Times editor Jeremy Harding told the BBC that the paper is okay with the loss of readership because “we were engaged in a quite suicidal form of economics, which was giving our news away for free” (the editor added that online media was mostly a “huge echo chamber” anyway). News Corp. executive Rebekah Brooks, meanwhile, said that the company was pleased with the results, and that “each of our digital subscribers is more engaged and more valuable to us than very many unique users of the previous model.”

It’s hard to see how much more valuable they could possibly be, however: a number of major advertising players have said they are less interested in working with the Times and Sunday Times now as a result of the paywalls, and even an optimistic estimate of the amount of revenue the company is bringing in from its paywalls and iPad app only comes to about $8 million (and that’s before Apple’s cut for the iPad app) which for News Corp. is almost a rounding error. Meanwhile, the newspapers have been cut off from the news flow on the broader Internet, and the potential benefits of attracting links and commentary from other sites that could help to promote their content. Not a great trade, no matter how you slice it.

This looks even worse when you compare it to the total readership the Times and Sunday Times had before the paywalls went up, which according to Nielsen was about 3 million unique visitors a month. In other words, after four months of selling its new paywall system, News Corp. has only managed to convince a little over one-and-a-half percent of its readers to pay something for the newspapers’ content — and has only been able to convert half of that already tiny figure into actual monthly subscribers. Meanwhile, the site’s overall traffic has collapsed by almost 90 percent, although News Corp. is painting this as a success.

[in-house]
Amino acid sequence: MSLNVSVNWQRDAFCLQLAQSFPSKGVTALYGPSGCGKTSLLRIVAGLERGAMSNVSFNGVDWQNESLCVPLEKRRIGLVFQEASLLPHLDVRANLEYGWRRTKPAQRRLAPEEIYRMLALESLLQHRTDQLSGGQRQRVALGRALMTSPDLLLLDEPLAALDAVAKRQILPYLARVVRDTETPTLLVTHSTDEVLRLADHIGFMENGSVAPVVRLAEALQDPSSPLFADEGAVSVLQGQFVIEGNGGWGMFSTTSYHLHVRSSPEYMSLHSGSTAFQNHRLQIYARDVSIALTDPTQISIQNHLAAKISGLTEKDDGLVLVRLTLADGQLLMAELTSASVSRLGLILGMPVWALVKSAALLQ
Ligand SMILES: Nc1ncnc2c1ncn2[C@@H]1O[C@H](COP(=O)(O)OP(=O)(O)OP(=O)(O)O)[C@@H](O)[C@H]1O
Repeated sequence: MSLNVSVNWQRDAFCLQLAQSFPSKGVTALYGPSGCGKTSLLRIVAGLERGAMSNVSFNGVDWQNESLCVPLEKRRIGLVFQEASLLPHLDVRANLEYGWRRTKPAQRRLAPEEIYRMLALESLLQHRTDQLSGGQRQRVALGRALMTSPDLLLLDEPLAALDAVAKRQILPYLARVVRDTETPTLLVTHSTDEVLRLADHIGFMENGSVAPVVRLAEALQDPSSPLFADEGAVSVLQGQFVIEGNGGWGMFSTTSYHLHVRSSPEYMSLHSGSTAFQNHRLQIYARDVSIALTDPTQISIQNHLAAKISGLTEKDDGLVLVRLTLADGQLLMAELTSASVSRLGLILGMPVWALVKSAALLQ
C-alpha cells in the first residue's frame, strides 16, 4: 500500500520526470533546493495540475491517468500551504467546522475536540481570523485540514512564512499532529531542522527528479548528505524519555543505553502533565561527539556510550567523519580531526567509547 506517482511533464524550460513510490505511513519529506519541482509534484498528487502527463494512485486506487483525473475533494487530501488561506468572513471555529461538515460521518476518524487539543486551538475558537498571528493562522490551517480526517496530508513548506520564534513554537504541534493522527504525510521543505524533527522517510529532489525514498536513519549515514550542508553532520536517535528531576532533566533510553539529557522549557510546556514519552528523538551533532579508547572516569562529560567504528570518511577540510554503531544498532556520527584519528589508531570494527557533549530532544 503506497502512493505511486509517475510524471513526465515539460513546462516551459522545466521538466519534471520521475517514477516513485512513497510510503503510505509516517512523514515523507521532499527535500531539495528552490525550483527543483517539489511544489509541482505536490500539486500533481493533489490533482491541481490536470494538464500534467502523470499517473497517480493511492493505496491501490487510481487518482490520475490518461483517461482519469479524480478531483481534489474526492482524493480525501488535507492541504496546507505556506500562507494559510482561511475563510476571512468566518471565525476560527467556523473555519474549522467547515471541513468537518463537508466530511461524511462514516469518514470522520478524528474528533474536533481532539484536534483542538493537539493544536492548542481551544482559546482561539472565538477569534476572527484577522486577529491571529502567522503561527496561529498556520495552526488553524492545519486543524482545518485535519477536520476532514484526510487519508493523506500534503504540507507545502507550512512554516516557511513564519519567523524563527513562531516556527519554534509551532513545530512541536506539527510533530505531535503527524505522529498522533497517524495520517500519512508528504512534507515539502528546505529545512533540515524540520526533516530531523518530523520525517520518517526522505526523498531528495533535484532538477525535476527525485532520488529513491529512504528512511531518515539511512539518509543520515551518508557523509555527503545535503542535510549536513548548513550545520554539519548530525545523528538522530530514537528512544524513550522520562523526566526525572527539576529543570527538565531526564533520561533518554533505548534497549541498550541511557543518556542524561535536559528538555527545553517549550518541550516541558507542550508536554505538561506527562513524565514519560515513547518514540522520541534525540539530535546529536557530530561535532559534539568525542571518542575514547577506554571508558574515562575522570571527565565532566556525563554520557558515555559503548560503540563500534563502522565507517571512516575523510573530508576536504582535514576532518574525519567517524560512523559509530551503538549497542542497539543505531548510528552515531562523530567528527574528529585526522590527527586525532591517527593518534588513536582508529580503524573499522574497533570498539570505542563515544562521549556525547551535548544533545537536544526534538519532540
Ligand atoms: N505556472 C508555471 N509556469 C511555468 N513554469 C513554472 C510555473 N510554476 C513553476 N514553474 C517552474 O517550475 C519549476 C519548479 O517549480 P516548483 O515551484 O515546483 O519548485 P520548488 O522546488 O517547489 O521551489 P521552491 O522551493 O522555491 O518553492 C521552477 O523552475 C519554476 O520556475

I was skeptical of the paywall experiment from the outset, so tend to agree.   But Harding makes a reasonable enough point: Giving away something it costs quite a bit of money to produce is a bad business strategy.  And it’s not one where you can make it up in volume.

The question, then, is twofold.  First, what’s the net effect on revenue?  That is, has the subscription money offset loss in advertising revenue lost by the decreased pageviews?   Second, how does the revenue compare with outlays?  Is the combination of newspaper and Web subscriptions plus newsstand sales sufficient to pay all expenses?   If not, then something’s got to be done to sustain the business.

FILED UNDER: Economics and Business, Media
James Joyner
About James Joyner
James Joyner is Professor and Department Head of Security Studies at Marine Corps University's Command and Staff College and a nonresident senior fellow at the Scowcroft Center for Strategy and Security at the Atlantic Council. He's a former Army officer and Desert Storm vet. Views expressed here are his own. Follow James on Twitter @DrJJoyner.

Comments

  1. legion says:

    This is news? I thought everyone on the planet except Rupert Murdoch knew this was going to be an Epic Fail the moment it was announced…